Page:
By: Marcelo Gonzalez
As we enter in to fall and winter rapidly approaches, often times we can find ourselves lacking the motivation to complete goals or engage in tasks. With cooler temperatures and shorter days, many can find it difficult to get excited about work, get errands done, or engage in self-care activities.
It’s of paramount importance to be aware of any mood-related factors to lack of motivation as this can be a symptom of Seasonal Affective Disorder, Depression or other types of mood disorders. Those who experience ADHD can also find themselves not being able to get things done. Barring those more nuanced contributors to lack of motivation, there are some specific thing we can engage in to increase movement to task when we find it difficult to want to engage.
When trying to tackle a task or a to-do list an overall lack of motivation may not completely stop you from engaging but the task will often cost a greater deal of energy.
At times it can actually feel painful, or just make us feel bad trying to complete the task we are not motivated to do. These options for creating motivation are not just exclusive to environmental changes. It can be difficult to create motivation for a task that we are disinterested in or that we find cumbersome or menial and many times we create a cycle of additional stress.
Often times a conspirator to lack of motivation is avoidance, avoidance can be a default reaction to the task, interactions, or situations that we feel discomfort towards. Follow these hacks to get that motivation engine started.
- Am I avoiding?
- So often lack of motivation can be intertwined with coping through avoidance, i.e. creating distance between yourself and the task; rumination: overthinking as a way to avoid uncomfortable feelings around a situation; rationalizing: finding ways to possibly put a task further down the priority list, etc.
One of the best ways to start engaging in a motivational mindset is to create awareness around the use of avoidance. Ask yourself: Am I avoiding? For most, the answer will be yes, and from that awareness, we can create movement towards motivation.
- What have I done for me lately?
One helpful way to accomplish this is thinking small. Self-care can come in many forms. Yes, the big ones like vacations, spas, and hobbies are great but most of us can’t fill our daily lives with these kinds of activities. Think of 10 or more things you can do under 10 minutes (ex: doodling, breathing exercises, reading articles on topics that interest you, listening to music, lighting candles, stretching, a walk, etc.) Ultimately these should be things you can do throughout the day, and be like a habit. This is one step you cannot skip if motivation is your goal if you fill your tank with things you enjoy those impossible tasks will be much more acceptable to tackle.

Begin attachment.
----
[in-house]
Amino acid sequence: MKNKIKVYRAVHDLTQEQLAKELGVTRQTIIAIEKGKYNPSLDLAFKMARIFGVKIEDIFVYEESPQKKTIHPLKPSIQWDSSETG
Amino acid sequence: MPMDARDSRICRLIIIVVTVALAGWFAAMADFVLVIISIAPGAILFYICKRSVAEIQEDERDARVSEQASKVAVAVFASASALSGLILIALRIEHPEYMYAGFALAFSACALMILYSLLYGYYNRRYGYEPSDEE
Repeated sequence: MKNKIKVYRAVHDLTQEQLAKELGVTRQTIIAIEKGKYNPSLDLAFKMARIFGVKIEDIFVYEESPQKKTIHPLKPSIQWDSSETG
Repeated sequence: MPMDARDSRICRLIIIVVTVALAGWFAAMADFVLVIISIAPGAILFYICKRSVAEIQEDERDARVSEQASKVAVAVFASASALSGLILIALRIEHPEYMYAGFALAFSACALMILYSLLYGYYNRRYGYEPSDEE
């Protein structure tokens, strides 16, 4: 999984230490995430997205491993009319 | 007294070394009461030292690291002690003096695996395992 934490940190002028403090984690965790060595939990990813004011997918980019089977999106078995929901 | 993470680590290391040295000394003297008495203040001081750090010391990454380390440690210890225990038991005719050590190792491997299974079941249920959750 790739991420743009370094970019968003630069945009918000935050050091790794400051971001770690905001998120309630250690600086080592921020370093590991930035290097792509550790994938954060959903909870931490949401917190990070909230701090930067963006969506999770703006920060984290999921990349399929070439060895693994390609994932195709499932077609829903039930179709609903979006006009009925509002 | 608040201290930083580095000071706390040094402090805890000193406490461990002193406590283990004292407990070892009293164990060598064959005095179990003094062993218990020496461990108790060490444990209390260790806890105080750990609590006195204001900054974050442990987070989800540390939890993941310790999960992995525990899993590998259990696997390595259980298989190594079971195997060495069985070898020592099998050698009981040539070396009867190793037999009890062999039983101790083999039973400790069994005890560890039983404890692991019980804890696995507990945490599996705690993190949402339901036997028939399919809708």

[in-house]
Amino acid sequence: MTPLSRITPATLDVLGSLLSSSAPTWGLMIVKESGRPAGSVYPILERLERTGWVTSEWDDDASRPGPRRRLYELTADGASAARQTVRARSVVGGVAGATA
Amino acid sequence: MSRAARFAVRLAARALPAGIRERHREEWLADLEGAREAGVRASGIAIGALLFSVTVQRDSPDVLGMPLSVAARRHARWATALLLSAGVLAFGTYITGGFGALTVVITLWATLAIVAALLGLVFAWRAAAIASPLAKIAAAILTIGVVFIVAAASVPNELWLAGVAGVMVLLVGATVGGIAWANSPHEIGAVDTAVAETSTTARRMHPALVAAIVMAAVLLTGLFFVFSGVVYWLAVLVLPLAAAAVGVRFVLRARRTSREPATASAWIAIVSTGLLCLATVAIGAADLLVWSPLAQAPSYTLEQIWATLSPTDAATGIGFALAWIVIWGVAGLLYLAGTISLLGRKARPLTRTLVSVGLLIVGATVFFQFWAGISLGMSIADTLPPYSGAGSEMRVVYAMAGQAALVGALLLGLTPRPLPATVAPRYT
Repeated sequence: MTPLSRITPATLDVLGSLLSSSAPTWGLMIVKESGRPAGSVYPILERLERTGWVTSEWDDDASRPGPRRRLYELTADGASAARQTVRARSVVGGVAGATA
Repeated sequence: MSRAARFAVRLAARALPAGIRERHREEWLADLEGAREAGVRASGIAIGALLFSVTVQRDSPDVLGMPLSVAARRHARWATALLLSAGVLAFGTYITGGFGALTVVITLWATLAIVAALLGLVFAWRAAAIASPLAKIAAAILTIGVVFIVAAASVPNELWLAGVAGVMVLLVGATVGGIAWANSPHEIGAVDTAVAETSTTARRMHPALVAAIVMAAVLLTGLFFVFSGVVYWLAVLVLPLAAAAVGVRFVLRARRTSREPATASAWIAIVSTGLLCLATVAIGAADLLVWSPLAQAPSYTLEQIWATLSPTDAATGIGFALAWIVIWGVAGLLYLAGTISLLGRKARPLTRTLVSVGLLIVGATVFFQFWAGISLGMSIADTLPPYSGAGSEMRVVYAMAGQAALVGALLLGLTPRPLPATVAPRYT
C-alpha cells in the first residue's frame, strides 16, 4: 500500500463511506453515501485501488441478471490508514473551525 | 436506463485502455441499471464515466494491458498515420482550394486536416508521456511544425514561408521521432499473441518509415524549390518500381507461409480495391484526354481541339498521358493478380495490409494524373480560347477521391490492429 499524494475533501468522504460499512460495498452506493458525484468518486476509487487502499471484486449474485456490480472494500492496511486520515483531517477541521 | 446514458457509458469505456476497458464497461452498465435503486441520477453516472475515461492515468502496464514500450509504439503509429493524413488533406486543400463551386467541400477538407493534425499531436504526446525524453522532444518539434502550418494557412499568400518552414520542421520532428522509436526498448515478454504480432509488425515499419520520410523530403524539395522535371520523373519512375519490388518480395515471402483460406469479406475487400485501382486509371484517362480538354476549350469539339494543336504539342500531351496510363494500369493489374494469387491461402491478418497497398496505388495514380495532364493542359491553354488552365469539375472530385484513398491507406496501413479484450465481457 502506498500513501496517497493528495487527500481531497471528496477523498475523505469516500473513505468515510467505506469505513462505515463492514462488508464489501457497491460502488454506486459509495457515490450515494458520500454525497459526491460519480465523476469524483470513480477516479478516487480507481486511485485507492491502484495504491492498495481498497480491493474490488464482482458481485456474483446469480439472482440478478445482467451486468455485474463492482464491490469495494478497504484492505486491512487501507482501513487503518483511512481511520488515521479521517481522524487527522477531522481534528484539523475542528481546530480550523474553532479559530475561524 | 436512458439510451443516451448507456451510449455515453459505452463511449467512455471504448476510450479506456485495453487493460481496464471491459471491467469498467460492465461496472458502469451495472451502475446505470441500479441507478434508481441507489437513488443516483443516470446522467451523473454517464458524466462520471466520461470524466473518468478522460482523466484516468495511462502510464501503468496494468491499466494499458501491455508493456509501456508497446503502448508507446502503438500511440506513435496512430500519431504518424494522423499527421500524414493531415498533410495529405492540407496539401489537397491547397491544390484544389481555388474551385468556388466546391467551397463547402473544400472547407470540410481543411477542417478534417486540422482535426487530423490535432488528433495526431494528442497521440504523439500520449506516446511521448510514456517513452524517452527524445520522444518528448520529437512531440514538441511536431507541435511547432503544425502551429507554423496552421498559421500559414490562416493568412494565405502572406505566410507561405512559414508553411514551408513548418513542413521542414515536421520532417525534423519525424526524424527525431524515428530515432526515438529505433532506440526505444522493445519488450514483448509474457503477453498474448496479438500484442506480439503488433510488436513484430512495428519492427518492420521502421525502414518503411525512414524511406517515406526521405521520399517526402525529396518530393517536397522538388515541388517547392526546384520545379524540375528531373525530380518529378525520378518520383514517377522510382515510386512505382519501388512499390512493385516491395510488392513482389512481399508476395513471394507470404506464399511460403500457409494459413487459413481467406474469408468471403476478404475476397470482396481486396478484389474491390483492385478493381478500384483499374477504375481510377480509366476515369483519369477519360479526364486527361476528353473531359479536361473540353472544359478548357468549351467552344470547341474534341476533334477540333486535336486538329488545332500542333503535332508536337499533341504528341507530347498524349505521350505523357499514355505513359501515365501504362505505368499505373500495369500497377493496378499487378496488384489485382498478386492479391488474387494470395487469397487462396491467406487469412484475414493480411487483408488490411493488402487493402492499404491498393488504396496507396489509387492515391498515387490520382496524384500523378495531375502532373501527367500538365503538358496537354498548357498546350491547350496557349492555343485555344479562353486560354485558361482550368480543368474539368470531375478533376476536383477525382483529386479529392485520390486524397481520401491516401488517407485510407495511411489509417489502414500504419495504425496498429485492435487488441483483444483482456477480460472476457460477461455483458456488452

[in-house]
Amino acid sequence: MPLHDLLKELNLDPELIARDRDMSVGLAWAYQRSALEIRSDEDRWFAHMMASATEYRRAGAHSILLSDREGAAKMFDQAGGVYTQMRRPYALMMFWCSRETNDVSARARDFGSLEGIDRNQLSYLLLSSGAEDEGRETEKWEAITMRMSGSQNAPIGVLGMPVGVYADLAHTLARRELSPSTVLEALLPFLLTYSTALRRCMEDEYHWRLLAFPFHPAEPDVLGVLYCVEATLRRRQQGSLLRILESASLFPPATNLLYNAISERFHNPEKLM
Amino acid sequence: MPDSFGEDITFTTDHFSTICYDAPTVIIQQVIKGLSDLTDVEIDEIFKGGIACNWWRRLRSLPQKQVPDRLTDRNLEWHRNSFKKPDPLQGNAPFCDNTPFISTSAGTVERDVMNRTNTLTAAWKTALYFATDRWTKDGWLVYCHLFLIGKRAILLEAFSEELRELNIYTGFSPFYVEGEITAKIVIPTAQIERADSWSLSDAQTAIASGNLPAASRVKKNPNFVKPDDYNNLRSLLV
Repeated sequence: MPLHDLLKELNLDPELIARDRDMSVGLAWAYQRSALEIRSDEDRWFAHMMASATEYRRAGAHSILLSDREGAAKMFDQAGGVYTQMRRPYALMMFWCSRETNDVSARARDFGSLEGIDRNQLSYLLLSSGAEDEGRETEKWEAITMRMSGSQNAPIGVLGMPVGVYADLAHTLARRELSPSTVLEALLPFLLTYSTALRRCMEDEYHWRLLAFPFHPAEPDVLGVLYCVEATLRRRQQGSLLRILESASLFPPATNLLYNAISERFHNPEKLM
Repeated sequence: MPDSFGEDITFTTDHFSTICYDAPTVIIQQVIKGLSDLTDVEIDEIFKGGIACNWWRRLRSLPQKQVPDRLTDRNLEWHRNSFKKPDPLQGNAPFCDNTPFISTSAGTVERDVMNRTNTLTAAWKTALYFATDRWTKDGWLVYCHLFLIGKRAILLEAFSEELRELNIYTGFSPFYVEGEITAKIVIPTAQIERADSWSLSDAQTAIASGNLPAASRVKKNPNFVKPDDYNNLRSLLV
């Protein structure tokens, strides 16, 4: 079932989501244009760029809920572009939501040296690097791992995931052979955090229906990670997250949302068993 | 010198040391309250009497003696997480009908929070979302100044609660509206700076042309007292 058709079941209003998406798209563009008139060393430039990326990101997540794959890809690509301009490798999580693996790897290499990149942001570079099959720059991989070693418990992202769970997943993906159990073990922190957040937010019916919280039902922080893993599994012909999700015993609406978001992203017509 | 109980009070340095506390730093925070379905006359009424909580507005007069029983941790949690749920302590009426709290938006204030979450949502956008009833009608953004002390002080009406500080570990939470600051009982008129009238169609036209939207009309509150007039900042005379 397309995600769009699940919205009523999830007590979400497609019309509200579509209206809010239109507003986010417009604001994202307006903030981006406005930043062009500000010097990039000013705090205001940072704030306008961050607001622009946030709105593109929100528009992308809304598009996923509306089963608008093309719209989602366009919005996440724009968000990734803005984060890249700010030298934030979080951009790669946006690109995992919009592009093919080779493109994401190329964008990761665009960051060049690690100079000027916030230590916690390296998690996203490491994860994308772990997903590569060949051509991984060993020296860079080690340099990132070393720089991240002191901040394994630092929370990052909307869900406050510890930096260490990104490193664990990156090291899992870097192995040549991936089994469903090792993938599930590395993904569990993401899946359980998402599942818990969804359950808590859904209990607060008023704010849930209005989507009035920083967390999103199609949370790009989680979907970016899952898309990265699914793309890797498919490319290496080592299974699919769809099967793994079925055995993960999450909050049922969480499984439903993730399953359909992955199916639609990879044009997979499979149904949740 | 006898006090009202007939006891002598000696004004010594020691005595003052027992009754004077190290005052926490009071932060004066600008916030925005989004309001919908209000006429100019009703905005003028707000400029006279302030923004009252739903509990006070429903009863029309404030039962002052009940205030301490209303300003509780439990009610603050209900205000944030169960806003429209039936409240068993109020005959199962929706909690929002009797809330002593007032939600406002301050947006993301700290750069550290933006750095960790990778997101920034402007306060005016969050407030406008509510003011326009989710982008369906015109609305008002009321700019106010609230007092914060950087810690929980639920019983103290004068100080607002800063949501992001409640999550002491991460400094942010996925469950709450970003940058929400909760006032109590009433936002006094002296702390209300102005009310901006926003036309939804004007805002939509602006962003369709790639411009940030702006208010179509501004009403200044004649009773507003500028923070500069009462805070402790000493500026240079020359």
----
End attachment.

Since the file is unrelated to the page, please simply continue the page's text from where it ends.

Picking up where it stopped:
- Plan! Plan! Plan!
- Make a list of what you need to do and really plan it out. Plan based on your energy levels and environmental factors like maybe a task shouldn’t be done until after a meal. Prioritize your list base it on importance your ability if today is already a busy day adding five more things to my list might be enough to completely send me over the edge and put me in a space where nothing gets done. Also, plan based on what’s worked in the past. If I know that I need to get task A done to be able to do Task B then plan accordingly.
Think about the factors that normally inhibit your motivation and plan around those, “I know that I hang out with friends on the weekend” then don’t plan an important task on the weekend because more than likely hanging with your friends will take precedence and kill any motivation you may have had to get that task done. Understand that not everything may get done today, and that’s okay! Plans can also include rewards at the end of task completion for that extra boost to reach your goal.
- Have you tasted the low hanging fruit?
- Tackle the low hanging fruit to create some movement towards the more daunting task. Taking care of more easy things on your to-do list can create a sense of accomplishment and create enough forward momentum to address the more energy-intensive Although these things may be lower on your list as far as prioritization, they can create just the boost you need to get out of that motivation slump.
- Stop “Should-ing” all over yourself!
- Remove “have to”, “supposed to” or “should” from your experience. Having the added pressure of feeling like not having a choice is a total motivation bomb. Eliminate these words from your vocabulary and replace them with words that add choice and allow for freedom. Turn things around by using words like “want”, “can”, “could” and then add a way that you can get behind. For example, “I should get a haircut today” could be “I want to get a haircut today because I always feel great/renewed with a fresh cut!”
- Don’t be afraid to ask for help!
- Avoid that bird’s eye view.
- The big picture is great for planning, but it can definitely burst your motivation bubble when it’s time to get things done. Take some time to focus in on your task and reign yourself in when you get distracted by the full list. This is the easiest way to get distracted and lose any interest in completing a task. Create a ritual for focusing in whether it breathing exercises, talking yourself up, figure out a way to give the activity all of your attention until it’s completion. If you can stay out of the macro view you can avoid the motivation drain of list overload.